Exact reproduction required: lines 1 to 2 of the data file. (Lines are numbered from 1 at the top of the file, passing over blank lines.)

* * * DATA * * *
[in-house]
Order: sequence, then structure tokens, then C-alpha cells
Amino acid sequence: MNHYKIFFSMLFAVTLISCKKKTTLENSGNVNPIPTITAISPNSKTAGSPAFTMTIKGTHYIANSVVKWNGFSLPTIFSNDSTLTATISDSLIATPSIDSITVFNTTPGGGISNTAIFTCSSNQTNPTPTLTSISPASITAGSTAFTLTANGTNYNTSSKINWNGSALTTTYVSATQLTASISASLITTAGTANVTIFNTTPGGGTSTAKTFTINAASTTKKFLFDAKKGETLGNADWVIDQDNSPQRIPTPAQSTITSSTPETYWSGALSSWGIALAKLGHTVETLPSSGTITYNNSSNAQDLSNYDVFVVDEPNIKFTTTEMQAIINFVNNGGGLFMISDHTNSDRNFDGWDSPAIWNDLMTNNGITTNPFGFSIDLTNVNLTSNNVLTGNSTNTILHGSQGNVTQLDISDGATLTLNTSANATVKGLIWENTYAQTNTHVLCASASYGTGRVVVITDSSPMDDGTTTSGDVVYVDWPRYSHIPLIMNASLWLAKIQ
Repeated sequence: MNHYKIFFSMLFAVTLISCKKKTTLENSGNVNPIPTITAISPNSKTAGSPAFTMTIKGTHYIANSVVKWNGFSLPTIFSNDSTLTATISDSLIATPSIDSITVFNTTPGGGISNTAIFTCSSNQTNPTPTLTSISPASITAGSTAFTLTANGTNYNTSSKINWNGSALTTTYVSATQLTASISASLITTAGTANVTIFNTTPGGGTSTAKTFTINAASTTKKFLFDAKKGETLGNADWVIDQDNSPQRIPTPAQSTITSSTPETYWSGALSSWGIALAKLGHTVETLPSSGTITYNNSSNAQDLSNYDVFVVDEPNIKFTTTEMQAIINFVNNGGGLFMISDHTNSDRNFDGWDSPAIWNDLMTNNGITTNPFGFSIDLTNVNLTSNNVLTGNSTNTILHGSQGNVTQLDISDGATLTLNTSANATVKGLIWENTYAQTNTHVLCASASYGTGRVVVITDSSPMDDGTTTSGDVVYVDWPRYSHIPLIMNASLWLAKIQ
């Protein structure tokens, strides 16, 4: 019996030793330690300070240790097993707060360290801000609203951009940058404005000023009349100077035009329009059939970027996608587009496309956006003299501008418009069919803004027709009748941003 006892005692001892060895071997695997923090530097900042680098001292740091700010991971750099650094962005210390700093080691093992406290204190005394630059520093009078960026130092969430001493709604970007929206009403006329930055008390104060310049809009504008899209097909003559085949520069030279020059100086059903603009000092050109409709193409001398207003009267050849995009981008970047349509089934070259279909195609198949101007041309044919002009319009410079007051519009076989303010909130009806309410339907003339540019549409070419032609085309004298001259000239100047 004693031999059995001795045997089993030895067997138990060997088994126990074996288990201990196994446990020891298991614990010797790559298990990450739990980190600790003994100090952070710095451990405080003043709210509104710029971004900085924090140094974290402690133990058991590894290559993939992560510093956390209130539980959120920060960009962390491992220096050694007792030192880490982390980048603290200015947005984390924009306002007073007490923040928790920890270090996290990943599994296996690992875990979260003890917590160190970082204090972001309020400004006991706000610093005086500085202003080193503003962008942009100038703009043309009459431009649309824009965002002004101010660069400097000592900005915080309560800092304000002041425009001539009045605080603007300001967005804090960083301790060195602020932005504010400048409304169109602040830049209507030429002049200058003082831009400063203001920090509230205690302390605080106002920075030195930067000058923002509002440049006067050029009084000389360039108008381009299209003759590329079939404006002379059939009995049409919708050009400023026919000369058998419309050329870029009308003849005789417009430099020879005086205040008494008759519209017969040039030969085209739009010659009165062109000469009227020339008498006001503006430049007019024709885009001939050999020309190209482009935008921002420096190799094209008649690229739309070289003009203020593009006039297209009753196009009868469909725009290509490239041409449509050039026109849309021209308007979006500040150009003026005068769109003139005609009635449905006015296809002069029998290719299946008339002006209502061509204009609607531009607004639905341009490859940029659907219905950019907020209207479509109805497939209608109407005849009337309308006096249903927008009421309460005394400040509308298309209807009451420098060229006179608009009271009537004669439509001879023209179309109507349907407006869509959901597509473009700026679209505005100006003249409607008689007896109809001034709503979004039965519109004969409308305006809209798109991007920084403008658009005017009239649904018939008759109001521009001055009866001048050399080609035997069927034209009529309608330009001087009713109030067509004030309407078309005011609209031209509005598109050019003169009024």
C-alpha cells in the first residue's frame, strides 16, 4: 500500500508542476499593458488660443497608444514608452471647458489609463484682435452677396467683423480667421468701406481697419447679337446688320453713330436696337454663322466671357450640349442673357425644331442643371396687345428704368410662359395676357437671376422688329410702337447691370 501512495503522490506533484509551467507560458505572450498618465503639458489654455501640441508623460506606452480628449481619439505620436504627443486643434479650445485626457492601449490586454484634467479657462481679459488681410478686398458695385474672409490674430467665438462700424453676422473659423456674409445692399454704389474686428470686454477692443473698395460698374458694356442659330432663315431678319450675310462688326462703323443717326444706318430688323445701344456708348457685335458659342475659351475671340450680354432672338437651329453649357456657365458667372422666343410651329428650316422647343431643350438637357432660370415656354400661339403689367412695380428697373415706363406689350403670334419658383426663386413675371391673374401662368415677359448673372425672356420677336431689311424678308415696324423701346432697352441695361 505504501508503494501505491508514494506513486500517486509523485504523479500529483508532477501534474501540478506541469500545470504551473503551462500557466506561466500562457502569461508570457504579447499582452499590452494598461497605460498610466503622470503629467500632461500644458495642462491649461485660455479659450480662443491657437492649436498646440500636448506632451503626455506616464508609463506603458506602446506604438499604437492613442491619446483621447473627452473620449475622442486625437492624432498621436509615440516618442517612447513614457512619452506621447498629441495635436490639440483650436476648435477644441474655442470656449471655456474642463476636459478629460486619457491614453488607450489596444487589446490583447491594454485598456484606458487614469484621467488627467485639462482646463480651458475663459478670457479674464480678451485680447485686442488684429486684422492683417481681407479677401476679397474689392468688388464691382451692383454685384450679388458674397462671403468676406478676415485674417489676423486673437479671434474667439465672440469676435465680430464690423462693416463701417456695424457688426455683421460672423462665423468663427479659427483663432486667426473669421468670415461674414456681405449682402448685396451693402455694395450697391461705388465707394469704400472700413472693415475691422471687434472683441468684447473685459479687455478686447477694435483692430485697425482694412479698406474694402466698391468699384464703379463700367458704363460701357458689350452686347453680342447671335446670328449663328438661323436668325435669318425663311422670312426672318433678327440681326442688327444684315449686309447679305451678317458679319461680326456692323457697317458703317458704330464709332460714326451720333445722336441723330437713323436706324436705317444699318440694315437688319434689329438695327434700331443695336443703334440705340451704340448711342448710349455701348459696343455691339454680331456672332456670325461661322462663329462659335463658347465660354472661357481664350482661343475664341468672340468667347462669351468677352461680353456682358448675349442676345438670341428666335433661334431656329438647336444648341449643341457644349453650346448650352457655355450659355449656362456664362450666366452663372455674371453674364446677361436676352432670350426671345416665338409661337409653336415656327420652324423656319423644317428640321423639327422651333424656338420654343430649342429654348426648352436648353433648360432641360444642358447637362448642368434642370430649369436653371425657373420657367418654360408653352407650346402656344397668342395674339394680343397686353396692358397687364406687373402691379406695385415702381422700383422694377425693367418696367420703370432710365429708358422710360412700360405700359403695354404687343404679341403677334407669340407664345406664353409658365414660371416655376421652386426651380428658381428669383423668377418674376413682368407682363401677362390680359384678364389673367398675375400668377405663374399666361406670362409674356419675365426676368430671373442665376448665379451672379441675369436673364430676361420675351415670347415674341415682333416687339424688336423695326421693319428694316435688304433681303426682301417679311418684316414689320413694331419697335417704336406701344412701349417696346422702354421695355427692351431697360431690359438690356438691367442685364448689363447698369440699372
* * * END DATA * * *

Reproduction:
[in-house]
Order: sequence, then structure tokens, then C-alpha cells